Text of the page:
Now, we move on to Heath Ledger's, seemingly, smarter version of Joker. A lot of people were a bit shocked at the choice of Heath Ledger to portray Joker (myself included). I always knew that Ledger was an excellent actor, but wasn't entirely positive he could pull this off. But, we were all certainly surprised. It was Ledger who came up with the chaotic version of Joker seen in "The Dark Knight." Nolan agreed with Ledger that this was the best way to present Joker in his Batman films. Heath lived alone in a hotel room for a month, trying to get the posture, voice, and personality right for the role. He also kept a diary during this time, writing down the thoughts that went through Joker's mind. I thoroughly enjoyed the overall look of Ledger's Joker over Nicholson's. I felt the Glasgow Grin was the perfect touch to the character. The lack of a history is what I've always wanted with Joker. It, ironically, made me really curious to know how he actually received the scars. Much to the annoyance of my wife, I would walk around our house (or anywhere we were at) repeating, in my best Joker voice, the first story of how he got the scars. What a fantastic piece of cinema that was, and, easily, my favorite part of the movie. I've heard that Ledger also came up with these stories, but I can't find the source where I heard it. I do enjoy that the final battle between Joker and Batman was very personal. While some say it was because of the death of Rachael Dawes, I feel that it was because the Joker, easily, took everything that Gordon, Batman, and Dent worked for, and twisted it on itself (along with the death of Dawes, but not as much as some may think).

Those who say that if Batman can't handle Joker and a couple of dogs, how could he possibly handle fighting Bane, have missed the point of Batman, essentially, losing that battle. The point was that he was so wrought-up with emotion, he failed to use his training. He fought with too much emotion, and only when he slowed his roll, and cleared his head, did he overtake Joker.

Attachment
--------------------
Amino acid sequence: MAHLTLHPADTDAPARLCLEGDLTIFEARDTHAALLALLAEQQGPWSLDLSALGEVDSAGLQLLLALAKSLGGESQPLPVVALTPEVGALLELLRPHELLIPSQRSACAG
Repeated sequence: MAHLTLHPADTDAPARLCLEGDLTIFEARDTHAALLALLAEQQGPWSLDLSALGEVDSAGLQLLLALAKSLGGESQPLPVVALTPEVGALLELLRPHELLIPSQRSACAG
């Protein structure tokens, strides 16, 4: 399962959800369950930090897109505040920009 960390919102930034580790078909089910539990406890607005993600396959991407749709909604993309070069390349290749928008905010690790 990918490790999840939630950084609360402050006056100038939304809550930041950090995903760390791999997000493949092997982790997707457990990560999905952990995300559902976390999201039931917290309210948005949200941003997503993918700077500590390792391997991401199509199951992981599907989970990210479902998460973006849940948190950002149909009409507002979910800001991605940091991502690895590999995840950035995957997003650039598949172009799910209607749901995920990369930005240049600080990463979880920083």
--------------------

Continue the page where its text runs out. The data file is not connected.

So, that's it. In my opinion, you can't compare the two. They are two completely different takes on the same character. And both are excellent, in there own way. And, for those who say Ledger received an Oscar for his performance, while Nicholson fell short, I have an argument for that, too. Ledger did a magnificent job. Do I feel that he deserved that Oscar? No, that should have went to Josh Brolin that particular year. The nomination, on the other hand, he did deserve that. Sadly, if Ledger hadn't died, the role probably would have been overlooked by the Academy, and he definitely wouldn't have won without his tragic death. To be perfectly honest, I think "The Dark Knight" deserved far more nominations from the Academy than it received (Best Picture and Best Director were surely deserved). But, I feel that "Batman Begins" was equally great, and deserved just as much praise and attention (particularly Liam Neeson). But, after hearing my argument for both, you be the judge. Thank you for reading, and weigh-in in the usual place.

Until then, take care, and I'll see you in the future...